Look and feel
The HTC One Max sports the same sexy design of its dinkier brethren, the One and One Mini, but this time it packs a chunkier, bulkier body. We prefer the smaller models, which are easier to handle and carry.
Ease of Use
One-handed use is pretty much out with the One Max, although the spacious screen makes web browsing and bashing out emails a breeze.
All of the One’s great features return, including the Ultrapixel camera and BoomSound, while Sense 5.5 adds great functionality to BlinkFeed and Zoe. The HD screen is also marvellous, but the new fingerprint scanner is sadly just irritating.
A Snapdragon 600 quad-core processor provides excellent performance, although this chipset has already been superseded.
We managed an entire weekend without charging the One Max, and you’ll get over seven hours of battery life when streaming video.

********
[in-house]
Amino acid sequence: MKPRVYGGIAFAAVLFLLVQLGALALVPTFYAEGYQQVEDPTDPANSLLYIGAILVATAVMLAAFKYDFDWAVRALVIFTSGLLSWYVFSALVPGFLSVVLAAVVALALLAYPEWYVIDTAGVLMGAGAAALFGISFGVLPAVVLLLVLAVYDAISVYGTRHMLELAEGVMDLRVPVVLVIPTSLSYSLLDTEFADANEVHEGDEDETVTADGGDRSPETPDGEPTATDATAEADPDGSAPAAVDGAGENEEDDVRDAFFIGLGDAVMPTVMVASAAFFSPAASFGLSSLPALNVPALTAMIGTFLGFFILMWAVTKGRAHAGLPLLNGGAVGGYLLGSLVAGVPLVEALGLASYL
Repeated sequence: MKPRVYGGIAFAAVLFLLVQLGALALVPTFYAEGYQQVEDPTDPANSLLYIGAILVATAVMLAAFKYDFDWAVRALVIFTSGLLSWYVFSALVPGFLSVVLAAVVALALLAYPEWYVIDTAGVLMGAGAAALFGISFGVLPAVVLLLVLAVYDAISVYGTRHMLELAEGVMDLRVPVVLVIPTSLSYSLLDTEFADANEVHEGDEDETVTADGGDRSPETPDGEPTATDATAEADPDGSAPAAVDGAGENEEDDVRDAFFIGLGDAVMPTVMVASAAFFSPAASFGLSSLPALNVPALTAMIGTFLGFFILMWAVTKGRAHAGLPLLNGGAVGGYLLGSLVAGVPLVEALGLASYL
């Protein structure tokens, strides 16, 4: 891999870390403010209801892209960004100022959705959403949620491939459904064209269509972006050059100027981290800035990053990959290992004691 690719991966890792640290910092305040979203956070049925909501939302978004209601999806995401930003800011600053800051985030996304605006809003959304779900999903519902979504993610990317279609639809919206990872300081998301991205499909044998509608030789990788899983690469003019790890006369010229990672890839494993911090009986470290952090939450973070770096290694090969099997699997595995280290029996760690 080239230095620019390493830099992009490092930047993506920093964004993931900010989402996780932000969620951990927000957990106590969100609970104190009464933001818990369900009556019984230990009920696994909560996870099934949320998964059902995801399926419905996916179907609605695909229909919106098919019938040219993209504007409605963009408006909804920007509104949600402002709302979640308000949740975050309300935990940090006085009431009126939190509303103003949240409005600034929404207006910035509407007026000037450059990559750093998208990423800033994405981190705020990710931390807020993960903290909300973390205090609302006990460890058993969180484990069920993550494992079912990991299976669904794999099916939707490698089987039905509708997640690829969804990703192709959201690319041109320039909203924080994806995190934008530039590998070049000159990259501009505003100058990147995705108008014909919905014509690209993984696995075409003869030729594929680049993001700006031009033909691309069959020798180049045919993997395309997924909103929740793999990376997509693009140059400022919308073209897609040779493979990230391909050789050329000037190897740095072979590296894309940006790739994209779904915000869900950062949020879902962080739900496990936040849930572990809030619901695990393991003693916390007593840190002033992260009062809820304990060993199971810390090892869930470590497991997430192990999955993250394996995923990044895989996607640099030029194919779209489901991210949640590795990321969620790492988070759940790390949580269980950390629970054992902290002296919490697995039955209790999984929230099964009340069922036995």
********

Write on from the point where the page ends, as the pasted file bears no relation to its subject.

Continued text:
Review by Sunetra Chakravati,10/15/2013 4:44:50 PM
Ease of use
Bright, spacious 5.9-inch HD screen;
Memory card slot;
Tough, sleek design
Iffy fingerprint scanner;
Typically chunky and heavy
We still absolutely bloody love the HTC One, many months on from its launch – in fact, we threw it our ‘Phone of the Year’ award thanks to its gorgeous design and innovative features. HTC then thrilled us with the One Mini, an easy-to-handle compact version that lost next to nothing in its miniaturisation. Now we have the HTC One Max, which swings the other way. This full-on 5.9-inch phablet isn’t just a massive HTC One, however, as it adds some brand new features such as a fingerprint scanner and pop-open case.
To the Max